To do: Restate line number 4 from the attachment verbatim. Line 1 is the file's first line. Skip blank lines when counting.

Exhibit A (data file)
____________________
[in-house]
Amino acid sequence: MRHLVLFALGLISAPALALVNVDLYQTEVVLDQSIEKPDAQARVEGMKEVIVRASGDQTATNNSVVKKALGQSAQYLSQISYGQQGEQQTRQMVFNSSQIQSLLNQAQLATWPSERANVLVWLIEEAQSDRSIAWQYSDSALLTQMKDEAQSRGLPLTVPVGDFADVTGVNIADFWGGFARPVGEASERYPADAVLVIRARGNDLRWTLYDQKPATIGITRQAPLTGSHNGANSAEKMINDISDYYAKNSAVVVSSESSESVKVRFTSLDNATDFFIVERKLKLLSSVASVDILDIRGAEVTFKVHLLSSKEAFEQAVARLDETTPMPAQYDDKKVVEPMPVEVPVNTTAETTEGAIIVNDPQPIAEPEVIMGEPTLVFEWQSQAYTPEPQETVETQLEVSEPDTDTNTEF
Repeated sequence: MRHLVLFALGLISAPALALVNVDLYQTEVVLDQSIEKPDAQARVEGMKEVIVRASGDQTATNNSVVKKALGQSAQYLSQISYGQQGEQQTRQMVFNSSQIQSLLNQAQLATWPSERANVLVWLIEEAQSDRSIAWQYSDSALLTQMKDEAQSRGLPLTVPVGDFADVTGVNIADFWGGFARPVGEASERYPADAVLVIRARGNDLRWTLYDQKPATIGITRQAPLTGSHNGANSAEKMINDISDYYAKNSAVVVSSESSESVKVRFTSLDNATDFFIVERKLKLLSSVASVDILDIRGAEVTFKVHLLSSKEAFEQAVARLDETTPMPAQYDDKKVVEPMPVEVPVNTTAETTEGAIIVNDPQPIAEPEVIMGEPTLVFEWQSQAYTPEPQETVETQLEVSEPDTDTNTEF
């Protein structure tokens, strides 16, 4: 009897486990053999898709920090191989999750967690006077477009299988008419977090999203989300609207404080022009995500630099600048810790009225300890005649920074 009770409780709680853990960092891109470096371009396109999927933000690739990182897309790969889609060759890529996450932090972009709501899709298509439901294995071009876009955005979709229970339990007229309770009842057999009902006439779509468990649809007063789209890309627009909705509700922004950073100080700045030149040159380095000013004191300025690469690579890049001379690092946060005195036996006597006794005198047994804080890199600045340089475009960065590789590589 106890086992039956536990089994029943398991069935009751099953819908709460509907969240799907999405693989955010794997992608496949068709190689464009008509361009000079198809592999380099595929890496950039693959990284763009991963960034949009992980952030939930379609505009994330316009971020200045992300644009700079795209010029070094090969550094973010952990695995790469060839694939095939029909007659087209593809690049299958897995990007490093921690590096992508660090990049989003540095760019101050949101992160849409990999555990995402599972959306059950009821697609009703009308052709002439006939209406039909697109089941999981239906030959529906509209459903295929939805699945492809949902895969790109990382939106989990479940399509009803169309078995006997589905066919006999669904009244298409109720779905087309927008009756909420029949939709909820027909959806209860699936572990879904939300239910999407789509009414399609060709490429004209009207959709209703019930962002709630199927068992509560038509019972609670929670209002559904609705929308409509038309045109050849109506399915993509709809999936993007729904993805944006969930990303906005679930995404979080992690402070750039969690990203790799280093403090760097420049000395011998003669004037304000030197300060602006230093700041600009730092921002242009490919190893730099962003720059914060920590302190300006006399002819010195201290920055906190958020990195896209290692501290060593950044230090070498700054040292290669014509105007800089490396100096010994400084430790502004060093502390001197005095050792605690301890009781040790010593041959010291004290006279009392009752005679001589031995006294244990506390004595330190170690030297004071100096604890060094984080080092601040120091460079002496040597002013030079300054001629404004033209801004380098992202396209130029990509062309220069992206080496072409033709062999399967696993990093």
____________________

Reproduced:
């Protein structure tokens, strides 16, 4: 009897486990053999898709920090191989999750967690006077477009299988008419977090999203989300609207404080022009995500630099600048810790009225300890005649920074 009770409780709680853990960092891109470096371009396109999927933000690739990182897309790969889609060759890529996450932090972009709501899709298509439901294995071009876009955005979709229970339990007229309770009842057999009902006439779509468990649809007063789209890309627009909705509700922004950073100080700045030149040159380095000013004191300025690469690579890049001379690092946060005195036996006597006794005198047994804080890199600045340089475009960065590789590589 106890086992039956536990089994029943398991069935009751099953819908709460509907969240799907999405693989955010794997992608496949068709190689464009008509361009000079198809592999380099595929890496950039693959990284763009991963960034949009992980952030939930379609505009994330316009971020200045992300644009700079795209010029070094090969550094973010952990695995790469060839694939095939029909007659087209593809690049299958897995990007490093921690590096992508660090990049989003540095760019101050949101992160849409990999555990995402599972959306059950009821697609009703009308052709002439006939209406039909697109089941999981239906030959529906509209459903295929939805699945492809949902895969790109990382939106989990479940399509009803169309078995006997589905066919006999669904009244298409109720779905087309927008009756909420029949939709909820027909959806209860699936572990879904939300239910999407789509009414399609060709490429004209009207959709209703019930962002709630199927068992509560038509019972609670929670209002559904609705929308409509038309045109050849109506399915993509709809999936993007729904993805944006969930990303906005679930995404979080992690402070750039969690990203790799280093403090760097420049000395011998003669004037304000030197300060602006230093700041600009730092921002242009490919190893730099962003720059914060920590302190300006006399002819010195201290920055906190958020990195896209290692501290060593950044230090070498700054040292290669014509105007800089490396100096010994400084430790502004060093502390001197005095050792605690301890009781040790010593041959010291004290006279009392009752005679001589031995006294244990506390004595330190170690030297004071100096604890060094984080080092601040120091460079002496040597002013030079300054001629404004033209801004380098992202396209130029990509062309220069992206080496072409033709062999399967696993990093």